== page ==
That night, one of them managed to call the branch office. “Come and pick us up,” he pleaded. Sunday afternoon, three elders were on their way. About 11 o’clock at night, they reached the stranded brothers.
The elders wanted to return the next day, but the Bush Negro brothers urged, “Let’s leave now. The shooting may start again.” The elders prayed for Jehovah’s direction and after midnight, three overloaded cars slowly headed for the capital.
“The road was deserted,” remembers Paul Naarendorp, one of the drivers. “As we approached a military checkpoint, my heart beat faster. Imagine, the army was fighting the jungle commandos, and now a convoy carrying 60 Bush Negroes, many of them young, strong men, popped up in front of them.” Would they be mistaken for jungle commandos?
From behind a pillar, a soldier signaled the convoy to stop. “We looked right into the barrel of a tank,” Paul goes on, “and were surrounded by heavily armed soldiers. One unexpected move could trigger gunfire. However, after we explained we were Witnesses, the soldiers checked the cars and let us go.”
When the brothers reached Paramaribo, they heard that fighting had flared up in Albina again. They had left in time.
But Now Going Back
After the convention the brothers learned that the army had closed the only road to Albina. So the Bush Negro brothers were stuck again. They waited for two weeks but by then were so homesick for the rain forest that they entreated, “Take us to the river. From there we’ll get home.”
A plan was made, and Jehovah’s direction was asked. First the ten helmsmen and some elders from Paramaribo would try to reach Albina. “I can’t explain why, but although the military saw us,” relates an elder, “they did not turn us back.” When the Bush Negro brothers finally saw the Maroni River, they danced with joy.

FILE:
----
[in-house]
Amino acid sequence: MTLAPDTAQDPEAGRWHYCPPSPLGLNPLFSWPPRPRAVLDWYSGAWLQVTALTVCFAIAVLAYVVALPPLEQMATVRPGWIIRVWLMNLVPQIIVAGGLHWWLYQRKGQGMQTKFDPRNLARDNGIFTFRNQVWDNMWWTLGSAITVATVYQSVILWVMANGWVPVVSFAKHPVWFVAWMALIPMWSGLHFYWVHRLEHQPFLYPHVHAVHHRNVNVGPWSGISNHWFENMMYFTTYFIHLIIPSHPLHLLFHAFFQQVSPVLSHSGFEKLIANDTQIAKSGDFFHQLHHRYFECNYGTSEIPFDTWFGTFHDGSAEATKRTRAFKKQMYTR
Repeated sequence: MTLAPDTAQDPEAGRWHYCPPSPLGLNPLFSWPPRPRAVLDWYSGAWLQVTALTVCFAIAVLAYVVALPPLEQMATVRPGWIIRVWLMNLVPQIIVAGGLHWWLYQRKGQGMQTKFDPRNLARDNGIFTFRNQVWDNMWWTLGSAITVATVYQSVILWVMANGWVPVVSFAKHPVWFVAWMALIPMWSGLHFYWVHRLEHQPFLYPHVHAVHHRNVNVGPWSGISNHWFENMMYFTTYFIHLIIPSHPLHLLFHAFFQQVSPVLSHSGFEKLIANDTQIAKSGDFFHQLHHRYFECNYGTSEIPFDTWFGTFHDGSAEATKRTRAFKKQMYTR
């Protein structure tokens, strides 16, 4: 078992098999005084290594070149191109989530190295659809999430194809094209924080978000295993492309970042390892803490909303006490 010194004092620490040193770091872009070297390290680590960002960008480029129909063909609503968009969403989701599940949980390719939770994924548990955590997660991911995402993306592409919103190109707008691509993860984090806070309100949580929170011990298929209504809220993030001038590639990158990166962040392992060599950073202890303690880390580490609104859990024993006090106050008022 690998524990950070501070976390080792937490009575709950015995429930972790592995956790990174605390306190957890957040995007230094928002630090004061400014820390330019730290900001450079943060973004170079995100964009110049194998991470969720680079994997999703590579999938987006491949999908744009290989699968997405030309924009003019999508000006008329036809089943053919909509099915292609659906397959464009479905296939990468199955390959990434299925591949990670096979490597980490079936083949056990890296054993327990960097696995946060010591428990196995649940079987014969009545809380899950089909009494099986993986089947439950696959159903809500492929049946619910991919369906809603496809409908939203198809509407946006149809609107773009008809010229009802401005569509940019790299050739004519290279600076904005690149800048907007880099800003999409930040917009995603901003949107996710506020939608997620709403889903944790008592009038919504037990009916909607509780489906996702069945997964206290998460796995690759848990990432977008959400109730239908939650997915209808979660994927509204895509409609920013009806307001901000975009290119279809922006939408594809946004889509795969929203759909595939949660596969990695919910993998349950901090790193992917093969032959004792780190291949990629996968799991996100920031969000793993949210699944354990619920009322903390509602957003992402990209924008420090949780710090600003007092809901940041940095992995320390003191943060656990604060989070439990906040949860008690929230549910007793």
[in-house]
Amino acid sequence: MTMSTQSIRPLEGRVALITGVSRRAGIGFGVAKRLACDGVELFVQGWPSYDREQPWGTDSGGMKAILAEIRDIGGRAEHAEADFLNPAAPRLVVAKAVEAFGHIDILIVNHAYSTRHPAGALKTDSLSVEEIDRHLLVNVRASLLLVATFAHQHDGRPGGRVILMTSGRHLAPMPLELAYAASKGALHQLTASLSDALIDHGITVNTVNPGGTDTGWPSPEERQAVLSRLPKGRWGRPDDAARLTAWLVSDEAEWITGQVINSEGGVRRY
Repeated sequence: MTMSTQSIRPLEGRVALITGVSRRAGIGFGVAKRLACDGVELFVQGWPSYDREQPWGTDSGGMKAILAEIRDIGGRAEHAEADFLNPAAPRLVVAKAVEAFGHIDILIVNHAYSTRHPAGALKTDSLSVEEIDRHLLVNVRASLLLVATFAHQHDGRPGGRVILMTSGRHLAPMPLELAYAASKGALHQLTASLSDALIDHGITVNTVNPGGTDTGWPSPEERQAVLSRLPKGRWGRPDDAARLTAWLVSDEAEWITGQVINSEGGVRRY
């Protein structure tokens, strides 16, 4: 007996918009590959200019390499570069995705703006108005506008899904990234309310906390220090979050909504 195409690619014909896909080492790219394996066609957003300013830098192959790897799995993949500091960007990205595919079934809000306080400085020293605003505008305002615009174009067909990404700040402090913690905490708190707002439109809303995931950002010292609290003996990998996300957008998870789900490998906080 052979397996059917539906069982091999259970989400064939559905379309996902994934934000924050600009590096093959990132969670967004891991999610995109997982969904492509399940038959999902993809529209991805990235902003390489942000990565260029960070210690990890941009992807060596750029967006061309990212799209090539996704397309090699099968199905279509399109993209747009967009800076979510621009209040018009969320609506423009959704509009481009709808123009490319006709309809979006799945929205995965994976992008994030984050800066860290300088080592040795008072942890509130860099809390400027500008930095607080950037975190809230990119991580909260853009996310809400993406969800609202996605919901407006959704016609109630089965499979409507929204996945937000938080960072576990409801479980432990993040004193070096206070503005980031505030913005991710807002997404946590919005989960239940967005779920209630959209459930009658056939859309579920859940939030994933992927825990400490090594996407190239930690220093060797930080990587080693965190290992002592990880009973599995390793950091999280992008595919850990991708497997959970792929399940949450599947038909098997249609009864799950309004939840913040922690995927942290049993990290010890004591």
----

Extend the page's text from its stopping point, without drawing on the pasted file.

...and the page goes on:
The next day, the sisters and children left and were also allowed to pass the checkpoint, while others were stopped. At the river, the helmsmen were waiting with the boats. What a reunion!
One more trip was planned. Two trucks were loaded with 96 bags of rice, 16 barrels of gasoline, 7 barrels of kerosene, and foodstuffs, and again the brothers drove to the checkpoint. Though these supplies were trucked into territory held by jungle commandos, and no goods were allowed to go there, the guards let the trucks pass. “A miracle,” says one brother. “Jehovah’s hand was evident.”
One week later, the 60 brothers and all supplies reached home. They had spent five weeks to attend a three-day convention. Some weeks later, the army cut off all supplies for the interior, and grave food shortages occurred. But the brothers who attended the convention had food for months to come and gasoline for preaching trips. “Looking back,” says Cecyl, “I see how Jehovah directed us to make the right decision at the right time.”
Running for Their Lives
The following year, fighting shifted to Moengo, a mining town east of Paramaribo. Troops moved in but ran into fierce resistance. Bullets ripped through town, houses went up in flames, and people ran for their lives.
Most of the brothers there slipped into the rain forest and ran for safety. Some reached Paramaribo, while others paddled toward the Maroni River, the border with French Guiana. They crossed the three-mile-wide [5 km] river and entered French Guiana. Some 50 Witnesses crossed that border and saved their lives.
Witnesses in French Guiana immediately provided food, clothing, sheets, blankets, and medicine for them. The branch office in Martinique also dispatched help, and a special fund was set up to assist the refugees. “Authorities in the refugee camps were perplexed by how speedily our organization sent relief aid,” says Cecyl Pinas. “They said, ‘You’re not talking but acting.’”
During these turbulent years, Do Amedon, the helmsman who steered Noah through the rapids, proved to be a capable shepherd. Do, an Aucaner Bush Negro who left Paramaribo in 1974 to work as a special pioneer among his tribe, cares for people, understands their problems, and is a capable organizer. In fact his Bible-based advice is so appreciated that his tribesmen call him “Pappie” (Dad), though he is now only 40 years old.
First, Do helped the brothers along the Tapanahoni River. Then, in the mid-1980’s, he and other pioneers moved to the Maroni River. Response was overwhelming, but the Bush Negroes there were so scattered that it was impossible to reach all of them. However, in 1985 the problem was solved. How?